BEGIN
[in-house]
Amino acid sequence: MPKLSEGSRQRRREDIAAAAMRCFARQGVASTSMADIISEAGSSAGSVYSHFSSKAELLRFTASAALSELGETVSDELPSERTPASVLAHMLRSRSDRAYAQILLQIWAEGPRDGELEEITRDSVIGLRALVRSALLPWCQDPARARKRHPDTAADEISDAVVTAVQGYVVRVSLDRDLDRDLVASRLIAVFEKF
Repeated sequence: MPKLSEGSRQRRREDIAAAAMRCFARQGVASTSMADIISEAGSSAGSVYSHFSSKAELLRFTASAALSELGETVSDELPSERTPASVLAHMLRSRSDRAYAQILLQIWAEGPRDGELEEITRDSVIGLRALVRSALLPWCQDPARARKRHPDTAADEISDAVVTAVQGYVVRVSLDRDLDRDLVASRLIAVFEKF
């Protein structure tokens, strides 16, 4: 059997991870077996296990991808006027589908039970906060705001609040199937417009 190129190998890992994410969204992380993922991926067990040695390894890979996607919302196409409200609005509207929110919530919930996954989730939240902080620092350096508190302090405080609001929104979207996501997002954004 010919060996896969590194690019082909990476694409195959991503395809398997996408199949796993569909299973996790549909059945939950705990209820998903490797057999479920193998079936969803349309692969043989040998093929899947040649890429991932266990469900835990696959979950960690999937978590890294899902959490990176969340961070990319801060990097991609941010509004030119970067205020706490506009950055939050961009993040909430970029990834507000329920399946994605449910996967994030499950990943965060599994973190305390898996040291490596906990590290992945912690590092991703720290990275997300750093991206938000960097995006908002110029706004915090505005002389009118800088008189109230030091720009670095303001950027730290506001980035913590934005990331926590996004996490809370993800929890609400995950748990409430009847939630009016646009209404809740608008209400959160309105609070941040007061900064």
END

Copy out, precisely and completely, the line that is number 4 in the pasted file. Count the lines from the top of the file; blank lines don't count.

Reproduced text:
């Protein structure tokens, strides 16, 4: 059997991870077996296990991808006027589908039970906060705001609040199937417009 190129190998890992994410969204992380993922991926067990040695390894890979996607919302196409409200609005509207929110919530919930996954989730939240902080620092350096508190302090405080609001929104979207996501997002954004 010919060996896969590194690019082909990476694409195959991503395809398997996408199949796993569909299973996790549909059945939950705990209820998903490797057999479920193998079936969803349309692969043989040998093929899947040649890429991932266990469900835990696959979950960690999937978590890294899902959490990176969340961070990319801060990097991609941010509004030119970067205020706490506009950055939050961009993040909430970029990834507000329920399946994605449910996967994030499950990943965060599994973190305390898996040291490596906990590290992945912690590092991703720290990275997300750093991206938000960097995006908002110029706004915090505005002389009118800088008189109230030091720009670095303001950027730290506001980035913590934005990331926590996004996490809370993800929890609400995950748990409430009847939630009016646009209404809740608008209400959160309105609070941040007061900064």